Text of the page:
• Key Benefit(s): Schedule retweets.
  • What Annoys Me: Not being able to add more than one Twitter account without upgrading.
  • Price Range: Free – $10/mo.

For SEO:

Raven Tools

Raven Tools is hands down the best reporting tool for SEOs that need customizable, detailed reporting for clients. You can manage links, which is a breeze (with the browser extension). Plus, generating reports is a quick process that doesn’t take days. You can add your own style to each report with branding and summaries. This tool is a must if you want reports and accountability (that will knock the socks off your clients).

  • Key Benefit(s): Excellent branded reporting; easily keep track of links; social media reports; schedule tasks; the list goes on.
  • What Annoys Me: The browser extension is a bit slow, which is a pain in the ass if you routinely have a lot of tabs open on your computer.
  • Price Range: $99 – $249/mo.

Scrapebox

It may seem out of place seeing this one on the list because it has a bit of a reputation. It’s notorious for being used to spam blog comments. That being said, it is a white hat SEO’s best friend. If you have ever had to plug away with Google search operators looking for sites to guest post on, or to build an outreach list, chances are that took you quite a bit of time. With Scrapebox you can have that job done on autopilot.

You can type in your “footprints” (search operators) and let Scrapebox do its job. It also doubles as a bulk PageRank checker and you’re able to export everything to Excel. There are plenty more ways you can use this tool. Neil Patel and Jacob King wrote some incredible tutorials. You can find those here and here.

  • Key Benefit(s): Saves massive amounts of time doing link research and other link building activities. No monthly or annual payments. Pay once and get a lifetime license.
  • What Annoys Me: Hunting down proxies or having to get your own private proxies. Although, it is very simple and Scrapebox has a function to help in this area.
  • Price Range: $97 flat. (Psst. I know how you can save $40. Tweet my praise and I will tell you.)

SerpFox

If you solely rely on manual rank tracking, you are an idiot. If you have a number of sites/keywords to track, you’re better off using a service like this. You can create groups for your sites, track ranking, get email updates, and see a visual report of how your keywords are performing in the SERPs.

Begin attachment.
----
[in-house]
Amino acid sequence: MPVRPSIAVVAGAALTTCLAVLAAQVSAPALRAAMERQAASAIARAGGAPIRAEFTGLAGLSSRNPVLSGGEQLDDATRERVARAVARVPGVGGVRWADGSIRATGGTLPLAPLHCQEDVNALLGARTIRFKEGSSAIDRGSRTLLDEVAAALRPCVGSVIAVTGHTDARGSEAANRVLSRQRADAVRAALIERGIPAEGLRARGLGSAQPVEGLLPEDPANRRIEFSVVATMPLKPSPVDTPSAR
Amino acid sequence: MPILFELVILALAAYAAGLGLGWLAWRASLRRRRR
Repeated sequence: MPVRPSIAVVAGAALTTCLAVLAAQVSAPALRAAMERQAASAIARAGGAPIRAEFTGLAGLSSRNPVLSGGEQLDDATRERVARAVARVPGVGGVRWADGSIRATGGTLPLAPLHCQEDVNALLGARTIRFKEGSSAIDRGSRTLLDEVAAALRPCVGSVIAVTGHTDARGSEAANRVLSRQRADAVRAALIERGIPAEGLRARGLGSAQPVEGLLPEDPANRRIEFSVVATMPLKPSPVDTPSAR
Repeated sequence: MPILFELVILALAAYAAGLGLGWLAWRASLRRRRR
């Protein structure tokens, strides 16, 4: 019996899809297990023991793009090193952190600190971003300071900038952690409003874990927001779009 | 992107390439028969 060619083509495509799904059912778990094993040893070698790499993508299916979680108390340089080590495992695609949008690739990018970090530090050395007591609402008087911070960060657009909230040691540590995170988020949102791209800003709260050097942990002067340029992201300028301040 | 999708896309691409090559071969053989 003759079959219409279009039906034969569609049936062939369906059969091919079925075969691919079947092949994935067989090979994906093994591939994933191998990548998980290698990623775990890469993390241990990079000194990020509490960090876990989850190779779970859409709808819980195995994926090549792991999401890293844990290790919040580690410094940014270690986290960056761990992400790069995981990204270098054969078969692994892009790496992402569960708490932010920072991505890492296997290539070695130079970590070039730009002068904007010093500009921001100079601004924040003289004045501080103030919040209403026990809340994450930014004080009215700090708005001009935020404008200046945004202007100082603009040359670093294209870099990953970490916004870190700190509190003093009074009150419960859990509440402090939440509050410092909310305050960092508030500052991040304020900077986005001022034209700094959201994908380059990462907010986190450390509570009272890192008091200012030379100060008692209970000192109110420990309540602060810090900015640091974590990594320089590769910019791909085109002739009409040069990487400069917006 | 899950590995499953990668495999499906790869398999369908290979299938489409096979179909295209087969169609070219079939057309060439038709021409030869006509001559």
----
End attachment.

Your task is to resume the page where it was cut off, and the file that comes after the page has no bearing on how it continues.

• Key Benefit(s): Rank tracking; inexpensive; ability to track a large number of keywords.
  • What Annoys Me: Another expense.
  • Price Range: $10 – $200/mo.

SEO Quake

This tool is extremely helpful for link building research. It is a free browser extension that allows you to easily check Page Rank, links, and a number of other metrics that can help you quickly evaluate a website on the fly. I use it mainly to check PR and a few other metrics.

It should be noted that PageRank is not as relevant as some would have you believe. There are plenty of sites that have high PR, yet little traffic or engagement. That being said, it’s still a metric you need to keep track of – and these numbers are important to clients.

  • Key Benefit(s): Quickly check PageRank and other domain metrics.
  • What Annoys Me: Don’t really have any gripes for this one.
  • Price Range: Free

Keyword Spy

This is a really great tool for uncovering organic and PPC competitors in your niche. It also gives you the ability to track keywords. All it takes is plugging in a URL and voilà — you now have a wealth of information on who your competitors are. This is an excellent tool for your link building efforts and can point you in the right direction for your research.

  • Key Benefit(s): Instantly uncover who your competitors are for both organic and PPC results. Track keywords and get notifications on new competitors.
  • What Annoys Me: Nothing too much to gripe about here. It would be nice if the free trial allowed you to use the software to its full extent.
  • Price Range: Free – $139.95

For Lead Generation:

Aweber

Without a doubt, this is the standard for email marketing. There are two things that I find very helpful with Aweber. First off, the fact that it’s so easy to create follow-up email campaigns. The second thing I like is being able to embed a subscribe form right in the middle of my post.

  • Key Benefit(s): Easily create autoresponder messages and campaigns. Follow-up and broadcast messages are a breeze. Simple campaign set-up.
  • What Annoys Me: No ‘freemium’ model. Not as pretty as Mailchimp.
  • Price Range: Starting at $19/mo.